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Last updated: Mar 15, 2022
3 min read

Cialis not working anymore? Possible next moves

chimene richa

Medically Reviewed by Chimene Richa, MD

Written by Health Guide Team

Disclaimer

If you have any medical questions or concerns, please talk to your healthcare provider. The articles on Health Guide are underpinned by peer-reviewed research and information drawn from medical societies and governmental agencies. However, they are not a substitute for professional medical advice, diagnosis, or treatment.

You’ve done the hard part—you’ve opened up to your healthcare provider about your erectile dysfunction (ED), and they’ve prescribed you Cialis (tadalafil; see Important Safety Information) to treat it. But now, Cialis isn’t working the way it did initially, or maybe it never worked well for you in the first place. What can you do? 

The good news is there are many treatment options for ED, even if Cialis doesn’t do the trick for you. Read on to learn about your options.  

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What to do if Cialis isn’t working anymore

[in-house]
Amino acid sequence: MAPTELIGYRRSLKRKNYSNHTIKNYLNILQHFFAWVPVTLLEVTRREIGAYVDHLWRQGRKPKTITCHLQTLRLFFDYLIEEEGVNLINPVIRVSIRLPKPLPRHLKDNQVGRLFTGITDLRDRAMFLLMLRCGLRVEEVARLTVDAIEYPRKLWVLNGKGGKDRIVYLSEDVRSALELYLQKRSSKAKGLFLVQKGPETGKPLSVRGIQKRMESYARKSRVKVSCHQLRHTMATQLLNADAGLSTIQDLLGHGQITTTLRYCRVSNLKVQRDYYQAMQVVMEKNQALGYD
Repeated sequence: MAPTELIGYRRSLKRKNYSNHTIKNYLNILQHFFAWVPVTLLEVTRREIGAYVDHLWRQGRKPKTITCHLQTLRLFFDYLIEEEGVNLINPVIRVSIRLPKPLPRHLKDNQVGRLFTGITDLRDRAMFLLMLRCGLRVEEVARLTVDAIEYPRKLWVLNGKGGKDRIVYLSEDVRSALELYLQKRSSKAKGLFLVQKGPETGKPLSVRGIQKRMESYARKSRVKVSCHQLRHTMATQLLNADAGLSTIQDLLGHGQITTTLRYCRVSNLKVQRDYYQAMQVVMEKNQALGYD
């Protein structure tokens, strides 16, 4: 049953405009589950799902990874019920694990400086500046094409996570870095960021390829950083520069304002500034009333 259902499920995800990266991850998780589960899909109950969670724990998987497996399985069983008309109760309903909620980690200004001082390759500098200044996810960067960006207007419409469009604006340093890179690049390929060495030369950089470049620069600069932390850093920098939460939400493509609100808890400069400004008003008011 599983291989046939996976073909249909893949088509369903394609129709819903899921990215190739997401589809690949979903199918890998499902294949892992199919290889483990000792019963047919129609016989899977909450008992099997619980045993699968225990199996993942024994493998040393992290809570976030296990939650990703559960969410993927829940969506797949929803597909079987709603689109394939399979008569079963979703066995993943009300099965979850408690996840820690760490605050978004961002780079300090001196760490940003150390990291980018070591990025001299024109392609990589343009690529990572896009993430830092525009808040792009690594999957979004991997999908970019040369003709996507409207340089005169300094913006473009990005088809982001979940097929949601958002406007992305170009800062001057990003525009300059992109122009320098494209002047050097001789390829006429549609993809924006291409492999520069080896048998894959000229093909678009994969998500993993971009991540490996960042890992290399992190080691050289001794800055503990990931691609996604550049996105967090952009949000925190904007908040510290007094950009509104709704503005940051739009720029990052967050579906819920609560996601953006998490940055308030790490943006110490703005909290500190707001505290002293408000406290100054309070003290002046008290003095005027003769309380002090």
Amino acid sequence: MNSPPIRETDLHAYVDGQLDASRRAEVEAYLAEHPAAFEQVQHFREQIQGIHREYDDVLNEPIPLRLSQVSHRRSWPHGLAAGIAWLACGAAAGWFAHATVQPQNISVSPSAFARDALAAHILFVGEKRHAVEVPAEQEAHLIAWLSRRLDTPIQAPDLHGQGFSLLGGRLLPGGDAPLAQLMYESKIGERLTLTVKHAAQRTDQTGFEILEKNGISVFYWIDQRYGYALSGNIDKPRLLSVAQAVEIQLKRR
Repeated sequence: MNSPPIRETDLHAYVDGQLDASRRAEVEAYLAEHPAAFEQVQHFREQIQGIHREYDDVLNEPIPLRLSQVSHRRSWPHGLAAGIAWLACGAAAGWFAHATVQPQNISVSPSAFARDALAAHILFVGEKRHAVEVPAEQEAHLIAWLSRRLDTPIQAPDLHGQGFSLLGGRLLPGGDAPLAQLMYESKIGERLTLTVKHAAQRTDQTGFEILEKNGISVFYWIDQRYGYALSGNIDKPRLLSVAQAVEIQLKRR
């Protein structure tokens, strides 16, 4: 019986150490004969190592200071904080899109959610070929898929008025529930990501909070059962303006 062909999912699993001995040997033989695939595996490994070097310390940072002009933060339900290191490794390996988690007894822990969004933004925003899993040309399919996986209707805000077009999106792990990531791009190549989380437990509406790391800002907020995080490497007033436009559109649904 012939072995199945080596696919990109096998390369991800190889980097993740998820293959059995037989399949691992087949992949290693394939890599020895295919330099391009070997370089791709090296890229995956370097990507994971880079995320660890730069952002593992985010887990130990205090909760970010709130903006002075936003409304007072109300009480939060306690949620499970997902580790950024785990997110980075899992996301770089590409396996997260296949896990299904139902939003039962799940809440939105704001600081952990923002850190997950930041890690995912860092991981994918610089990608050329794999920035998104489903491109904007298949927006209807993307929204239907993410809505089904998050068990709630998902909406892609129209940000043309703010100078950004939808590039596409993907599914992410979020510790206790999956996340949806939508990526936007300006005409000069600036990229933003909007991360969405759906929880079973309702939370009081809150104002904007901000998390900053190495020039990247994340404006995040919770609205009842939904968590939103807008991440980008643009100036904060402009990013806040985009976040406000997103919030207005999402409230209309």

Sometimes, people find that tadalafil is not working as well as in the past for treating their erectile dysfunction (difficulty getting or maintaining an erection). Here are some steps you can take to troubleshoot (Huang, 2013): 

  • Be sure to wait at least 30 minutes after taking the medication before trying to have an erection. 
  • While studies have not shown that food affects tadalafil, other PDE5 inhibitors may not work as well if taken after a large meal, especially a high-fat meal. So you may want to try taking your Cialis without a high-fat meal. 
  • If you’re taking any new medications, these might affect how well Cialis works for you. Talk to your healthcare provider about any changes. 

Your healthcare provider might also recommend upping your dose. The usual dose of tadalafil can range from 2.5 mg to 20 mg and can vary by person depending on individual dosing patterns (daily vs. as needed) and how well you respond to it (Dhaliwal, 2021). Don’t change your dose without consulting with your healthcare provider, but a dose adjustment may be all you need for Cialis to become effective again.

Other ED treatments

If tadalafil and other drugs like it are not working for you, your healthcare provider may suggest other treatment options, including (Sooriyamoorthy, 2021): 

  • Testosterone replacement therapy
  • Injections into the penis
  • Vacuum restriction devices
  • Intraurethral therapy (a pill that’s inserted into the opening of the penis)
  • Penile implants (surgically placed implants that allow you to control their erection manually)
  • Penile vascular surgery (usually reserved for younger men with a history of trauma to the penis)
  • Lifestyle changes—Eat a healthy diet, exercise, stop smoking, decrease stress, and avoid drugs and alcohol. 
  • Natural remedies, like DHEA, ginseng, L-arginine, L-carnitine, and yohimbe, may help.